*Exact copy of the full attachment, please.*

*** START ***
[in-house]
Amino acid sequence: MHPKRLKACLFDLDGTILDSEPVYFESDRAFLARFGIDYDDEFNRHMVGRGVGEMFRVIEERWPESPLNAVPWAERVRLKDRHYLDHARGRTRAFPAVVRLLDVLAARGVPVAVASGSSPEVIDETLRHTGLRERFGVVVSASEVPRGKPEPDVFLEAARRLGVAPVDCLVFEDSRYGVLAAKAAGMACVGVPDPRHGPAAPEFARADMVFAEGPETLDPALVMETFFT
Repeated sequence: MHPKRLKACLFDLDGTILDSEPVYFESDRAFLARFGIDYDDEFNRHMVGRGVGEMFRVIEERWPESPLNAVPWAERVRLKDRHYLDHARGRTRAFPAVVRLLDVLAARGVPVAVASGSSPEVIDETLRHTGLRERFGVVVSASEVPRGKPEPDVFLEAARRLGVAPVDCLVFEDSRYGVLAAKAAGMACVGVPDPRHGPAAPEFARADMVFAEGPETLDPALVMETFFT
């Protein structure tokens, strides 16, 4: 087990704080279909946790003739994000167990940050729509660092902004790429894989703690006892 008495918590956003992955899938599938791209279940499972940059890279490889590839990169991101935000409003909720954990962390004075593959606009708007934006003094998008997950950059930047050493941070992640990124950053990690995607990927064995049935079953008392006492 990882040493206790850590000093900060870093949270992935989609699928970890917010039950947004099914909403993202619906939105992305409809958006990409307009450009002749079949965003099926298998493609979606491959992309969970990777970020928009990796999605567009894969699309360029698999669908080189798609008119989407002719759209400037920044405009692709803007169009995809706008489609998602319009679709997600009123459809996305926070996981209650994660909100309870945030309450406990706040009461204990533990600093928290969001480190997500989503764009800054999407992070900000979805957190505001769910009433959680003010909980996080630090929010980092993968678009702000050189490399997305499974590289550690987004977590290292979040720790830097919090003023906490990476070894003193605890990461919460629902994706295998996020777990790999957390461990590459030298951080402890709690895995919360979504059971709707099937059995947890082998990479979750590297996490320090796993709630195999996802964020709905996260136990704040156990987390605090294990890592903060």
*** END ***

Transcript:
[in-house]
Amino acid sequence: MHPKRLKACLFDLDGTILDSEPVYFESDRAFLARFGIDYDDEFNRHMVGRGVGEMFRVIEERWPESPLNAVPWAERVRLKDRHYLDHARGRTRAFPAVVRLLDVLAARGVPVAVASGSSPEVIDETLRHTGLRERFGVVVSASEVPRGKPEPDVFLEAARRLGVAPVDCLVFEDSRYGVLAAKAAGMACVGVPDPRHGPAAPEFARADMVFAEGPETLDPALVMETFFT
Repeated sequence: MHPKRLKACLFDLDGTILDSEPVYFESDRAFLARFGIDYDDEFNRHMVGRGVGEMFRVIEERWPESPLNAVPWAERVRLKDRHYLDHARGRTRAFPAVVRLLDVLAARGVPVAVASGSSPEVIDETLRHTGLRERFGVVVSASEVPRGKPEPDVFLEAARRLGVAPVDCLVFEDSRYGVLAAKAAGMACVGVPDPRHGPAAPEFARADMVFAEGPETLDPALVMETFFT
């Protein structure tokens, strides 16, 4: 087990704080279909946790003739994000167990940050729509660092902004790429894989703690006892 008495918590956003992955899938599938791209279940499972940059890279490889590839990169991101935000409003909720954990962390004075593959606009708007934006003094998008997950950059930047050493941070992640990124950053990690995607990927064995049935079953008392006492 990882040493206790850590000093900060870093949270992935989609699928970890917010039950947004099914909403993202619906939105992305409809958006990409307009450009002749079949965003099926298998493609979606491959992309969970990777970020928009990796999605567009894969699309360029698999669908080189798609008119989407002719759209400037920044405009692709803007169009995809706008489609998602319009679709997600009123459809996305926070996981209650994660909100309870945030309450406990706040009461204990533990600093928290969001480190997500989503764009800054999407992070900000979805957190505001769910009433959680003010909980996080630090929010980092993968678009702000050189490399997305499974590289550690987004977590290292979040720790830097919090003023906490990476070894003193605890990461919460629902994706295998996020777990790999957390461990590459030298951080402890709690895995919360979504059971709707099937059995947890082998990479979750590297996490320090796993709630195999996802964020709905996260136990704040156990987390605090294990890592903060």